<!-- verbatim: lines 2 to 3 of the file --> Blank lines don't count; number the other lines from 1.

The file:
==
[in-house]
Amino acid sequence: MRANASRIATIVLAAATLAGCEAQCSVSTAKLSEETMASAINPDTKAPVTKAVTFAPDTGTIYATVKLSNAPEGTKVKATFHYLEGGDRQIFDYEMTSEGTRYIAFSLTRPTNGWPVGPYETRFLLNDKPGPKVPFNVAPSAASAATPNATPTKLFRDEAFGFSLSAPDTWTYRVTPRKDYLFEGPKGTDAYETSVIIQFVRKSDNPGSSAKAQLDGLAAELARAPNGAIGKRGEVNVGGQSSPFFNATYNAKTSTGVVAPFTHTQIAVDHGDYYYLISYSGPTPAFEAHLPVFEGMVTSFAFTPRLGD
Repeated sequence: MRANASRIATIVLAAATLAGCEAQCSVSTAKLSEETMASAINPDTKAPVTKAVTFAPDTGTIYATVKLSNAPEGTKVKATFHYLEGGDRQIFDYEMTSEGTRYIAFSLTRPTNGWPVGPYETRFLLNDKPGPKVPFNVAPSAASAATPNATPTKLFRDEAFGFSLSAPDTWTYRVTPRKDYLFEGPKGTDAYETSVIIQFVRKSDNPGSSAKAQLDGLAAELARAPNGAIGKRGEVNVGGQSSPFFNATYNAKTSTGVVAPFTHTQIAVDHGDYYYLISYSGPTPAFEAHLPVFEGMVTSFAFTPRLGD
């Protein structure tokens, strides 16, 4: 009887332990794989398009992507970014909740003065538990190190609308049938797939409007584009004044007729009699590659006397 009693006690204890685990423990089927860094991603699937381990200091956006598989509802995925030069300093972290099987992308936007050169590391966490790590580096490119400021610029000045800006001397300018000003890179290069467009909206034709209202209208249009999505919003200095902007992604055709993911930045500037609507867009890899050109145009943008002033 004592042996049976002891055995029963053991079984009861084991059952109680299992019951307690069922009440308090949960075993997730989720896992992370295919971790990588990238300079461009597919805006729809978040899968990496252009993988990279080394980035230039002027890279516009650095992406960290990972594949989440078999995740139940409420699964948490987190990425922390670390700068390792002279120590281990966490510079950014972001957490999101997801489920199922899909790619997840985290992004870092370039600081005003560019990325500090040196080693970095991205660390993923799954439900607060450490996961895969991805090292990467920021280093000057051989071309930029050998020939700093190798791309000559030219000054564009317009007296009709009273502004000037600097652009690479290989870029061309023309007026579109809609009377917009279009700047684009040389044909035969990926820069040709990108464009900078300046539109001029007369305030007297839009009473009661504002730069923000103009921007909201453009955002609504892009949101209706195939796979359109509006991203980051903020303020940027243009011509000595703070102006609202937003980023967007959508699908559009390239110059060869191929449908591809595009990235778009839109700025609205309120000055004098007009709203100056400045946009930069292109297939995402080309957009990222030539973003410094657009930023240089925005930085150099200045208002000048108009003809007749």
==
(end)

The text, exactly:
Amino acid sequence: MRANASRIATIVLAAATLAGCEAQCSVSTAKLSEETMASAINPDTKAPVTKAVTFAPDTGTIYATVKLSNAPEGTKVKATFHYLEGGDRQIFDYEMTSEGTRYIAFSLTRPTNGWPVGPYETRFLLNDKPGPKVPFNVAPSAASAATPNATPTKLFRDEAFGFSLSAPDTWTYRVTPRKDYLFEGPKGTDAYETSVIIQFVRKSDNPGSSAKAQLDGLAAELARAPNGAIGKRGEVNVGGQSSPFFNATYNAKTSTGVVAPFTHTQIAVDHGDYYYLISYSGPTPAFEAHLPVFEGMVTSFAFTPRLGD
Repeated sequence: MRANASRIATIVLAAATLAGCEAQCSVSTAKLSEETMASAINPDTKAPVTKAVTFAPDTGTIYATVKLSNAPEGTKVKATFHYLEGGDRQIFDYEMTSEGTRYIAFSLTRPTNGWPVGPYETRFLLNDKPGPKVPFNVAPSAASAATPNATPTKLFRDEAFGFSLSAPDTWTYRVTPRKDYLFEGPKGTDAYETSVIIQFVRKSDNPGSSAKAQLDGLAAELARAPNGAIGKRGEVNVGGQSSPFFNATYNAKTSTGVVAPFTHTQIAVDHGDYYYLISYSGPTPAFEAHLPVFEGMVTSFAFTPRLGD